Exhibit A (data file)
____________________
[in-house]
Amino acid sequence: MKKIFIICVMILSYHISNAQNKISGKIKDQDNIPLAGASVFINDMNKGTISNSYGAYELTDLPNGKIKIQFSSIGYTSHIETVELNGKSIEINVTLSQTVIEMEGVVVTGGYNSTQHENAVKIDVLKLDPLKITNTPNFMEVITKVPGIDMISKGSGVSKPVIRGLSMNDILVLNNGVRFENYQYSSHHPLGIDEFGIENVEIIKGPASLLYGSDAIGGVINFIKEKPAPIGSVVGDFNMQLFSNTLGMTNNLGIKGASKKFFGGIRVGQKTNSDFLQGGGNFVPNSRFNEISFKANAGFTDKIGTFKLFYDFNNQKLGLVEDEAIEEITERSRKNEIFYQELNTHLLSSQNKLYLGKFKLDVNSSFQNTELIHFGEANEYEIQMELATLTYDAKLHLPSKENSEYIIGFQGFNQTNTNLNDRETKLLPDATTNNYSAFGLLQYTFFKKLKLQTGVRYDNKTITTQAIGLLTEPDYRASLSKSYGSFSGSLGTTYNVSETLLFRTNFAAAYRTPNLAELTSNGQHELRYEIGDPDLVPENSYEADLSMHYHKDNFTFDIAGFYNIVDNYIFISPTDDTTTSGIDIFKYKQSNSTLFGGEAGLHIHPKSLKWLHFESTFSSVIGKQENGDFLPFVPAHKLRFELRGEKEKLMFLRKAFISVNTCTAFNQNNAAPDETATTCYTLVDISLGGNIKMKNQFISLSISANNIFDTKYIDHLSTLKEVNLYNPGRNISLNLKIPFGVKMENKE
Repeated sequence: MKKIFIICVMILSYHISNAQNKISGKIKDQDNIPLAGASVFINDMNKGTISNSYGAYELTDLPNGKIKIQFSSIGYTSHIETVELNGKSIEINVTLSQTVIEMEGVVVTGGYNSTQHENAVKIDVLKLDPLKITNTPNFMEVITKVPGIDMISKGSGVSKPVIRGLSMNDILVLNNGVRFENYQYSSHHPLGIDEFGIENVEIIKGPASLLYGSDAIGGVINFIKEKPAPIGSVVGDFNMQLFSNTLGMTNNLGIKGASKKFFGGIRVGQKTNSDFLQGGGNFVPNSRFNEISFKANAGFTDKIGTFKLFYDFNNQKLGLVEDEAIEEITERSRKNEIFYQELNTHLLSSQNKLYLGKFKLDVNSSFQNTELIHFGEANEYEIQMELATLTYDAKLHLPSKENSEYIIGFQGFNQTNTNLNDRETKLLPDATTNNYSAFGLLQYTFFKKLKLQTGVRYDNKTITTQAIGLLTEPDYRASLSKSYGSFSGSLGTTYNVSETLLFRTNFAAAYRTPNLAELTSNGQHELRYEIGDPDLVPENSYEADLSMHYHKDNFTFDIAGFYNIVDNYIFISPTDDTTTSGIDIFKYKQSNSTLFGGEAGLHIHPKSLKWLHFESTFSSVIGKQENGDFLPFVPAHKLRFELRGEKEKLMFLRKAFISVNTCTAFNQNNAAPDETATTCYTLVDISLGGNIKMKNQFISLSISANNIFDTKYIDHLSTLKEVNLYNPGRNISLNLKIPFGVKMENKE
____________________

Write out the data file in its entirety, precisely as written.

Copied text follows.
[in-house]
Amino acid sequence: MKKIFIICVMILSYHISNAQNKISGKIKDQDNIPLAGASVFINDMNKGTISNSYGAYELTDLPNGKIKIQFSSIGYTSHIETVELNGKSIEINVTLSQTVIEMEGVVVTGGYNSTQHENAVKIDVLKLDPLKITNTPNFMEVITKVPGIDMISKGSGVSKPVIRGLSMNDILVLNNGVRFENYQYSSHHPLGIDEFGIENVEIIKGPASLLYGSDAIGGVINFIKEKPAPIGSVVGDFNMQLFSNTLGMTNNLGIKGASKKFFGGIRVGQKTNSDFLQGGGNFVPNSRFNEISFKANAGFTDKIGTFKLFYDFNNQKLGLVEDEAIEEITERSRKNEIFYQELNTHLLSSQNKLYLGKFKLDVNSSFQNTELIHFGEANEYEIQMELATLTYDAKLHLPSKENSEYIIGFQGFNQTNTNLNDRETKLLPDATTNNYSAFGLLQYTFFKKLKLQTGVRYDNKTITTQAIGLLTEPDYRASLSKSYGSFSGSLGTTYNVSETLLFRTNFAAAYRTPNLAELTSNGQHELRYEIGDPDLVPENSYEADLSMHYHKDNFTFDIAGFYNIVDNYIFISPTDDTTTSGIDIFKYKQSNSTLFGGEAGLHIHPKSLKWLHFESTFSSVIGKQENGDFLPFVPAHKLRFELRGEKEKLMFLRKAFISVNTCTAFNQNNAAPDETATTCYTLVDISLGGNIKMKNQFISLSISANNIFDTKYIDHLSTLKEVNLYNPGRNISLNLKIPFGVKMENKE
Repeated sequence: MKKIFIICVMILSYHISNAQNKISGKIKDQDNIPLAGASVFINDMNKGTISNSYGAYELTDLPNGKIKIQFSSIGYTSHIETVELNGKSIEINVTLSQTVIEMEGVVVTGGYNSTQHENAVKIDVLKLDPLKITNTPNFMEVITKVPGIDMISKGSGVSKPVIRGLSMNDILVLNNGVRFENYQYSSHHPLGIDEFGIENVEIIKGPASLLYGSDAIGGVINFIKEKPAPIGSVVGDFNMQLFSNTLGMTNNLGIKGASKKFFGGIRVGQKTNSDFLQGGGNFVPNSRFNEISFKANAGFTDKIGTFKLFYDFNNQKLGLVEDEAIEEITERSRKNEIFYQELNTHLLSSQNKLYLGKFKLDVNSSFQNTELIHFGEANEYEIQMELATLTYDAKLHLPSKENSEYIIGFQGFNQTNTNLNDRETKLLPDATTNNYSAFGLLQYTFFKKLKLQTGVRYDNKTITTQAIGLLTEPDYRASLSKSYGSFSGSLGTTYNVSETLLFRTNFAAAYRTPNLAELTSNGQHELRYEIGDPDLVPENSYEADLSMHYHKDNFTFDIAGFYNIVDNYIFISPTDDTTTSGIDIFKYKQSNSTLFGGEAGLHIHPKSLKWLHFESTFSSVIGKQENGDFLPFVPAHKLRFELRGEKEKLMFLRKAFISVNTCTAFNQNNAAPDETATTCYTLVDISLGGNIKMKNQFISLSISANNIFDTKYIDHLSTLKEVNLYNPGRNISLNLKIPFGVKMENKE